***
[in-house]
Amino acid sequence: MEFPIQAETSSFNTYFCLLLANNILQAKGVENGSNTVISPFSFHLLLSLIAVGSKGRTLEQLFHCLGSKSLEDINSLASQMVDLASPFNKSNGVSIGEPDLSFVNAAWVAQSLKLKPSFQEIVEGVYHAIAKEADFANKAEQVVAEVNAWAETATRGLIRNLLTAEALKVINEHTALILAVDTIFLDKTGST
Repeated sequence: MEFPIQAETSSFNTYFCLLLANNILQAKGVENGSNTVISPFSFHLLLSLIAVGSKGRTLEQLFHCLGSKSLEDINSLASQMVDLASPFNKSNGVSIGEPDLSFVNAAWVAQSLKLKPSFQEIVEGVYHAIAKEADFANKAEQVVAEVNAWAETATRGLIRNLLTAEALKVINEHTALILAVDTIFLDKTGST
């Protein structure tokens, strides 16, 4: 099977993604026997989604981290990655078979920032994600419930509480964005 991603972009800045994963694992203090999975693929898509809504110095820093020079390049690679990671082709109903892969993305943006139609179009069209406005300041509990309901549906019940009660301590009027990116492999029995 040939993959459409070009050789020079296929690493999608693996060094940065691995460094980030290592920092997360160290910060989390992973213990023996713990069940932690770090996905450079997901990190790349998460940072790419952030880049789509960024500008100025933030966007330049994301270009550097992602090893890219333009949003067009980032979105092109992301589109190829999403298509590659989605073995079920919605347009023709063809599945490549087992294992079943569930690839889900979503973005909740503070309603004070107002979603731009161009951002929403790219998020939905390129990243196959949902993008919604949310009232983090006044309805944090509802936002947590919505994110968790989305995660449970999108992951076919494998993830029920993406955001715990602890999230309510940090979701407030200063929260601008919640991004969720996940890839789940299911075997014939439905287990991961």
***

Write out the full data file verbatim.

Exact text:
[in-house]
Amino acid sequence: MEFPIQAETSSFNTYFCLLLANNILQAKGVENGSNTVISPFSFHLLLSLIAVGSKGRTLEQLFHCLGSKSLEDINSLASQMVDLASPFNKSNGVSIGEPDLSFVNAAWVAQSLKLKPSFQEIVEGVYHAIAKEADFANKAEQVVAEVNAWAETATRGLIRNLLTAEALKVINEHTALILAVDTIFLDKTGST
Repeated sequence: MEFPIQAETSSFNTYFCLLLANNILQAKGVENGSNTVISPFSFHLLLSLIAVGSKGRTLEQLFHCLGSKSLEDINSLASQMVDLASPFNKSNGVSIGEPDLSFVNAAWVAQSLKLKPSFQEIVEGVYHAIAKEADFANKAEQVVAEVNAWAETATRGLIRNLLTAEALKVINEHTALILAVDTIFLDKTGST
């Protein structure tokens, strides 16, 4: 099977993604026997989604981290990655078979920032994600419930509480964005 991603972009800045994963694992203090999975693929898509809504110095820093020079390049690679990671082709109903892969993305943006139609179009069209406005300041509990309901549906019940009660301590009027990116492999029995 040939993959459409070009050789020079296929690493999608693996060094940065691995460094980030290592920092997360160290910060989390992973213990023996713990069940932690770090996905450079997901990190790349998460940072790419952030880049789509960024500008100025933030966007330049994301270009550097992602090893890219333009949003067009980032979105092109992301589109190829999403298509590659989605073995079920919605347009023709063809599945490549087992294992079943569930690839889900979503973005909740503070309603004070107002979603731009161009951002929403790219998020939905390129990243196959949902993008919604949310009232983090006044309805944090509802936002947590919505994110968790989305995660449970999108992951076919494998993830029920993406955001715990602890999230309510940090979701407030200063929260601008919640991004969720996940890839789940299911075997014939439905287990991961």